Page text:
The first ground visit report of the Rishiganga catchment in Uttarakhand’s Chamoli district by Dr Naresh Rana, a geologist after the Chamoli Avalanche disaster of Feb 7, 2021 has been shared by NDTV on Feb 11, 2021[i]. Dr Rana visited the catchment of the Rishiganga to understand the ground situation on Feb 10 ,2021 and this is possibly the first such visit since the disaster.
Continue reading “Rishiganga Ground visit report reveals landslide dam & raises questions”
A new UN report released on January 21, 2021 UN has warned the major big dam owning counties about the aging population of fast silting up dams in changing climate and urgent need to start working on decommissioning of uneconomical large dams. Among the few countries that UN has warned includes India with its third largest number of big dams. The added problem in India is the ill maintained and ill operated large dams that UN report did not look into. Indian dams are sanctioned based on highly under estimated siltation rates, there is practically no transparency and accountability in operation of Indian dams and dam almost every year get away with creating avoidable flood disasters. This latest problem is not just related to old dams, but even the newest celebrated ones like the Sardar Sarovar Dam as happened in Gujarat in late August-early Sept 2020. No legal regime exists in India for dam safety, either structural safety or operational safety. And in changing climate, with increasing frequency of higher intensity rainfall events, such risks are already increasing multi-fold.
Continue reading “DRP NB 25 Jan. 2021: UN warns about aging Dams & Floods in changing climate”
Analysis of official information shows that Big dams are not longer necessary or viable or optimal in India. Most (over 95% of India’s 5701 large dams (5264 completed and 437 under construction as per CWC’s National Register of Large Dams[i]) are built for irrigation, but most of our irrigation now comes from groundwater. In fact, about 90% of additional irrigation in last four decades has come from groundwater.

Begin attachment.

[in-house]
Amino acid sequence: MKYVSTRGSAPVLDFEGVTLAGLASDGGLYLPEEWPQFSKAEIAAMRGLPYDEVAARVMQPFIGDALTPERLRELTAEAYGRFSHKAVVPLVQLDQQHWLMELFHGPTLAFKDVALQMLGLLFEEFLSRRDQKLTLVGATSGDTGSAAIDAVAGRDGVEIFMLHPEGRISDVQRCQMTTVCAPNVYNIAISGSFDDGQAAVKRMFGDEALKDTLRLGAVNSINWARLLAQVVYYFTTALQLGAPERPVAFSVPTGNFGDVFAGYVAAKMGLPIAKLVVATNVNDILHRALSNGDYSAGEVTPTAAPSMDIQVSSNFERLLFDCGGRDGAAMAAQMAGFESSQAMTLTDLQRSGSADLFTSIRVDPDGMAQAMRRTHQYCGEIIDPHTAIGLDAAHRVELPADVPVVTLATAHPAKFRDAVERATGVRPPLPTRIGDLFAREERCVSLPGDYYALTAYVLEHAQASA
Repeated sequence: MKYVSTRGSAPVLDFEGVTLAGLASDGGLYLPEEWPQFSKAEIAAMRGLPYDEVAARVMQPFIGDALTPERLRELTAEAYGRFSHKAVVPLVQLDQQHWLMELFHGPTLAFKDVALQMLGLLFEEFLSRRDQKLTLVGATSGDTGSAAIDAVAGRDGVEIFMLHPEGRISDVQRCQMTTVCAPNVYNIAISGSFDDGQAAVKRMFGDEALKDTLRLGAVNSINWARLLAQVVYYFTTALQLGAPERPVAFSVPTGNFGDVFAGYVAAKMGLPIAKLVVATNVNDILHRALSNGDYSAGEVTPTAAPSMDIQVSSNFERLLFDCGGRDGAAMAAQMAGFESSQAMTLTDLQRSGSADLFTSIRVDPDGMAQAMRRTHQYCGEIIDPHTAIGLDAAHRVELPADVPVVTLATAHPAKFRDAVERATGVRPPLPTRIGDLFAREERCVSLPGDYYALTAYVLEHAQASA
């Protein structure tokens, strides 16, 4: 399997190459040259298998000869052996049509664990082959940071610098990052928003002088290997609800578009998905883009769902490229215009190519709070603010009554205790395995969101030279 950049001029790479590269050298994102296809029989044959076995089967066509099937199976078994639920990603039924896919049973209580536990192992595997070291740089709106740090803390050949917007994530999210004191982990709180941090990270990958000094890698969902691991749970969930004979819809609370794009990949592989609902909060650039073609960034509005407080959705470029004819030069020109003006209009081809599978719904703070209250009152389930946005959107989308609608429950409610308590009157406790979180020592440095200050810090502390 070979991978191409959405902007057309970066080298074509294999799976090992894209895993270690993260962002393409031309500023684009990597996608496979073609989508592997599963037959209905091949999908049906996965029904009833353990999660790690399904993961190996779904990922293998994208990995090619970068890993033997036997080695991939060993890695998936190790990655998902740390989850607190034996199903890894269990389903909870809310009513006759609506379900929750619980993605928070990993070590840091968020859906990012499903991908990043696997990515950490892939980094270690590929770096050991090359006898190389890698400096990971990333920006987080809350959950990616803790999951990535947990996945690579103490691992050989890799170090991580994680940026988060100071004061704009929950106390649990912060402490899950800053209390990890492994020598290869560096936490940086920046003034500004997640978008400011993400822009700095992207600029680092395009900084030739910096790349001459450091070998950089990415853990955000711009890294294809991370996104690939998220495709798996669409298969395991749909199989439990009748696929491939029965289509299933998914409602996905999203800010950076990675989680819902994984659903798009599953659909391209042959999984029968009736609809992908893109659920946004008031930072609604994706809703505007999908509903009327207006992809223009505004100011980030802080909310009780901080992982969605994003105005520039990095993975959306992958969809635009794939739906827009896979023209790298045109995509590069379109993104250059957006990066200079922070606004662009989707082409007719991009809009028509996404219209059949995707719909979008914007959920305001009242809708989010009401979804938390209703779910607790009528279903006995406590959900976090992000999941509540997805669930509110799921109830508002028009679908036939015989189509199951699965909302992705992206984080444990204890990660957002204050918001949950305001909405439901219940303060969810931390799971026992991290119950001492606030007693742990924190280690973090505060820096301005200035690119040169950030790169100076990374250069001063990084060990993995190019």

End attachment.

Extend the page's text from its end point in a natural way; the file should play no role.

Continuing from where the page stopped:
Continue reading “Why are we still building Large Dams?”
Improper operations of dams, disasters related to dams and hydro projects and breaching of embankments have been aggravating flood disasters during every monsoon. There have been several such incidents during South West Monsoon 2020, taking heavy toll on people and property which could have been avoided or impacts reduced in many cases with proper dam operations and proper maintenance of the embankments. This compilation attempts to put together all such instances when avoidable flood disasters were created by improper operation of dams and breaching of embankments in the south west monsoon 2020.
Continue reading “Dam Floods & Embankment Breaches in South West Monsoon 2020”
The earthen Khanda dam in Korea district[i] in Chhattisgarh’s Mahanadi basin breached around 6.30 hrs on Wednesday, Sept 23, 2020. Local farmers alleged negligence by the Water Resources Department officials, who were informed about the dilapidated condition of the dam. The engineers even came and inspected, they said, and went away. They alleged that if they had reduced water storage and in stead opened the two canal gates, this situation may not have come.
Continue reading “Khanda Dam Breach in Chhattisgarh in Sept 2020”
Rejoinder Article by: J.Harsha
An article titled “Role of dams on the floods of August 2018 in Periyar River Basin” was published by Sudheer et al. (2019) in Current Science. A rebuttal was prepared and thanks to South Asia Network of Dams, Rivers and People (SANDRP), the same was published by SANDRP on 25th August 2020 (https://sandrp.in/2020/08/25/role-of-dams-in-kerala-floods-distortion-of-science/) for which Sudheer et al. (2019) has now furnished a response (https://sandrp.in/2020/09/19/response-of-sudheer-et-al-to-the-comments-by-mr-j-harsha-on-the-article-role-of-dams-on-the-floods-of-aug-2018-in-periyar-river-basin-kerala/).
In the rebuttal published by SANDRP, I had questioned the very basis of fitting HEC-HMS model for Periyar River Basin (PRB) by Sudheer et al. (2019), and also challenged the assumptions made by them, the methodology followed and the consequent voluminous inferences such as catchment response at Neeleshwaram (L2), virgin simulations, bank full discharges and particularly inferences that indicted nature for the flood calamity but exonerating the role of dams for the floods of Kerala in 2018.
Continue reading “ROLE OF DAMS IN 2018 KERALA FLOODS: Rejoinder of J Harsha to the response by Sudheer et al”